Confusion about a proposed clean air regulation revision that would make most enclosed public places in Harrison County 100 percent smoke free has residents asking questions.
The Harrison-Clarksburg Board of Health recently postponed a public hearing on the proposed regulation so members can be better prepared for the hearing and have a clear understanding of how the regulation would be enforced, according to board president Mary Ann Iquinto.
According to the regulation, smoking will not be restricted in bars, private residences (unless used as a child care facility), hotel and motel rooms (unless designated as non-smoking rooms), tobacco retail stores and conference or meeting rooms of hotels, motels and fraternal organizations where the facilities are being used for private functions.
One point of confusion for residents and business owners focuses on restaurants containing bars. Is smoking allowed in the bar areas?
Yes, as long as certain measures are taken, according to board member Joyce Rabanal.
"We're not forbidding smoking as long as there is adequate ventilation and it passes a smoke test," she said. "We're looking at it from a health standpoint. We have a right to breathe clean air in these places."
A smoke test is "the visual detection of the movement of a column of smoke produced anywhere within the smoking area to the outside environment," according to the proposed amendment.
Appropriate ventilation is defined as "ventilation equipment sized and installed to produce sufficient negative air pressure to effectively move air from the smoking area to the outside as proven by a smoke test, and heating and cooling systems shall have no functioning return air ducts in the smoking area."
If the facilities in question don't have the proper ventilation systems, they would need to install them in order to comply, if the regulation is passed. That may be expensive, Rabanal said.
In Monongalia County, instead of installing the proper ventilation, many restaurants containing bars chose to instead go 100 percent smoke free, after the county adopted its clean indoor air regulation, according to Art Adams, Public Health program manager for the Monongalia County Health Department.
"Most of them in Mon County have chosen to go 100 percent and a few have chosen to install ventilation to meet the standards," Adams said.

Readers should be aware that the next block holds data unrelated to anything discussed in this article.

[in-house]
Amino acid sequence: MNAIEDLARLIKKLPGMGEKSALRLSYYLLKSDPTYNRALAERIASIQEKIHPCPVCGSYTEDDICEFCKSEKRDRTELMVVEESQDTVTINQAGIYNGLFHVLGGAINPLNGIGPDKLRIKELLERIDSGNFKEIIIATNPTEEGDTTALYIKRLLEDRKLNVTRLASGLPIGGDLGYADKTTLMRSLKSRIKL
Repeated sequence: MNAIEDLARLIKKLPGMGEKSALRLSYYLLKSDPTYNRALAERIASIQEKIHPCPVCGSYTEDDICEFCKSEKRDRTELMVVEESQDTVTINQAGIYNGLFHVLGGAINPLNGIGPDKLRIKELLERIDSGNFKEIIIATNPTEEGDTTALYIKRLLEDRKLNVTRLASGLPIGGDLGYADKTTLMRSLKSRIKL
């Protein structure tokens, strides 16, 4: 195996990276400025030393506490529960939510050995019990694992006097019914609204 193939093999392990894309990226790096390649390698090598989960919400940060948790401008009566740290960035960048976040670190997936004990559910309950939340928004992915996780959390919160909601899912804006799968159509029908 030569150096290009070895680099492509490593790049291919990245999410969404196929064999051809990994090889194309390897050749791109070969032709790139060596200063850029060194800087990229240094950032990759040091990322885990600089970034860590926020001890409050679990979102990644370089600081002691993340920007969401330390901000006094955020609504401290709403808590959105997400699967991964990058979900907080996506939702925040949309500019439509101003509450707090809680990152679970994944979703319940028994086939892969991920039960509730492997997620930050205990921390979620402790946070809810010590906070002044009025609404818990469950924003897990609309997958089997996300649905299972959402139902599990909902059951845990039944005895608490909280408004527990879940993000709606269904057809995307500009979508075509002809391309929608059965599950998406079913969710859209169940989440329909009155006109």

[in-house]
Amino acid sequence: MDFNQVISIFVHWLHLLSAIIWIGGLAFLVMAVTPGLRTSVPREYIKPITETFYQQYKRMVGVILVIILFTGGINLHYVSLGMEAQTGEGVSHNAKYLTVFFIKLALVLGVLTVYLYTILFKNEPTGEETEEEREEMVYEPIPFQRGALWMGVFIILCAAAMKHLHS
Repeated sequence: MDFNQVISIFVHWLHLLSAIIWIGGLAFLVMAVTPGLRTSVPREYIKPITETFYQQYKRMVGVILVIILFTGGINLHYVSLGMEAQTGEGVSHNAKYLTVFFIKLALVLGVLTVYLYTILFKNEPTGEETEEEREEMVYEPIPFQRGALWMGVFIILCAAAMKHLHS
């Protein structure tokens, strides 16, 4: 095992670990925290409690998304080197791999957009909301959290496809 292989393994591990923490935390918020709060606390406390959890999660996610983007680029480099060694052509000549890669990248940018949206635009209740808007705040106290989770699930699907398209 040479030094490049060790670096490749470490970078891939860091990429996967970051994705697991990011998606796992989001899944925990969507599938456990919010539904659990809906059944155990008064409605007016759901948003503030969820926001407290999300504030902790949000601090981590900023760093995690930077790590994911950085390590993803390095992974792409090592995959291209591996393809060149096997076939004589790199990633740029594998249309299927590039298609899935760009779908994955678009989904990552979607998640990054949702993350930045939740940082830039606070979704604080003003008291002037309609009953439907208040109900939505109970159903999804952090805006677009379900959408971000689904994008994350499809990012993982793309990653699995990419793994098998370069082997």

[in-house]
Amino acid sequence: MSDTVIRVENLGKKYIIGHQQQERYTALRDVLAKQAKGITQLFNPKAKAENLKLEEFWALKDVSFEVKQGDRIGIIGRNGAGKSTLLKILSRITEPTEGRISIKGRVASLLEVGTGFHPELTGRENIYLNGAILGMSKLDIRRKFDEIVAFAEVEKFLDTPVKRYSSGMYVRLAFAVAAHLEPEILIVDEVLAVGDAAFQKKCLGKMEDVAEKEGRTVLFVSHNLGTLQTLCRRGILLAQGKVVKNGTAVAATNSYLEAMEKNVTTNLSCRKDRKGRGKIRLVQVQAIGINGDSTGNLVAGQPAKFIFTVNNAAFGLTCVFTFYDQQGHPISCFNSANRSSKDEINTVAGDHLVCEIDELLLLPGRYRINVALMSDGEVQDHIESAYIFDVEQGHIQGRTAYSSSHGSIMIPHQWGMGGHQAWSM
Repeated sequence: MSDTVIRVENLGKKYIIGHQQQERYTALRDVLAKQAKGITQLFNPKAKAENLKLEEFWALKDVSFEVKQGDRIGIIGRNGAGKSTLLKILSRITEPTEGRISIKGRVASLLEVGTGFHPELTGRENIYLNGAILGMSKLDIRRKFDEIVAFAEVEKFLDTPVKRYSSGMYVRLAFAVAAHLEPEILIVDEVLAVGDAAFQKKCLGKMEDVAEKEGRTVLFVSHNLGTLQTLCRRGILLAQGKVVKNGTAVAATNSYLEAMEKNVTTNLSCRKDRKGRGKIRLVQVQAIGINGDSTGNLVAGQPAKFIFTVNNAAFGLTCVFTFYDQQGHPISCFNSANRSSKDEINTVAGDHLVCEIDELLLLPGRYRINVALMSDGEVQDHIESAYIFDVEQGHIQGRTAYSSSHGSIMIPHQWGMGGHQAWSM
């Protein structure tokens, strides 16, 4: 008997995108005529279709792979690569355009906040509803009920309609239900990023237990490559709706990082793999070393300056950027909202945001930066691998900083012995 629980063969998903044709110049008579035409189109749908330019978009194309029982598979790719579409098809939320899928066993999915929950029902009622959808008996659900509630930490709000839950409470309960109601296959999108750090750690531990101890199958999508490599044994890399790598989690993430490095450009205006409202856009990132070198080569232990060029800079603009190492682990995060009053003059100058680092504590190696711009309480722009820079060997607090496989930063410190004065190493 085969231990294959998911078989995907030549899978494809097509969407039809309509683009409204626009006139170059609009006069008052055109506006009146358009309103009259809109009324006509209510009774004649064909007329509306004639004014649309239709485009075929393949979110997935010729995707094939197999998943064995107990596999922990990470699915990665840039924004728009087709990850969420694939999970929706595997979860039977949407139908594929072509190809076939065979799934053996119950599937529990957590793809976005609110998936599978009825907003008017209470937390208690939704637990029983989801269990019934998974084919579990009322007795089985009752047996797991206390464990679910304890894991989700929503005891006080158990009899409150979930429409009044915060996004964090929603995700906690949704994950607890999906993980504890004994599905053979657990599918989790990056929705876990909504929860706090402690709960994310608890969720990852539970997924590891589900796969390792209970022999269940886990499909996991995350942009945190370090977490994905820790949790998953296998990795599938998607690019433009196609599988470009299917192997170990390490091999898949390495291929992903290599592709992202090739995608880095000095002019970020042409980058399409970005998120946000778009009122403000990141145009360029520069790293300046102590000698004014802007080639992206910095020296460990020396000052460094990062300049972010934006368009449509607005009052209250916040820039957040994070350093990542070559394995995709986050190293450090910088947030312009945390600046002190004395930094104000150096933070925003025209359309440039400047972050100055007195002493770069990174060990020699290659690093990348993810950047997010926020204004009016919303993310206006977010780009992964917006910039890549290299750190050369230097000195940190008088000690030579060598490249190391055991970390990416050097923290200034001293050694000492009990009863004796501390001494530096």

Monongalia was the first county to adopt a clean indoor air regulation in 1992 and their policy allows for 80 percent of a public facility to be smoke free and 20 percent to be designated as smoking as long as the smoke test criteria is met, Adams said.
If the regulation is passed in Harrison County, the county can still say it is 100 percent smoke free even though restaurants with bars could continue to have those areas as a smoking section as long as they meet the criteria, said Keith Dalton, media director for the state Division of Health Promotion.
"We generally call a county 100 percent smoke free when you have 100 percent smoke free in restaurants that don't contain bars," Dalton said.
Four other counties in West Virginia -- Hampshire, Gilmer, Taylor and Upshur -- already have a 100 percent clean indoor air regulation, Dalton said.
Forty-three other counties have versions of clean indoor air policies with a certain percentage of the facilities designated as smoking and the other portion as non-smoking, he said.
Another issue the board is facing is how to enforce the regulation.
Each of the counties' boards of health control their counties' regulations, Dalton said. The state is not involved with enforcement.
Hampshire County approved their regulation in 1994 and it has worked well thus far, according to Hampshire County Sanitarian Jim Kinder. They have never had to take legal action against a violator, he said.
It would be the responsibility of the Harrison-Clarksburg Health Department to enforce the regulation if it passes here.
Already in Harrison County some major restaurant chains have chosen to go smoke free on their own.
Burger King restaurant on Route 19 in Clarksburg opened their new store recently and are 100 percent smoke free, said Ord Delaney, local district manager of Burger King.
"We decided to go smoke free at this store because most of our customers prefer it," Delaney said.
The restaurant informs the public by posting signs at the door and also placing a no smoking sign on top of an ashtray inside the store.
Enforcement has also been no problem for them so far, Delaney said. When customers light up, management politely asks them to extinguish the cigarette, Delaney said.
"We choose to do this because the new dining room is more open than the ones in the older restaurants and we weren't able to accommodate both smokers and non smokers because of the way its laid out," Delaney said.
A date for the public hearing on clean indoor air regulation has not been set.
Staff writer Jennifer Biller can be reached at 626-1449 or firstname.lastname@example.org.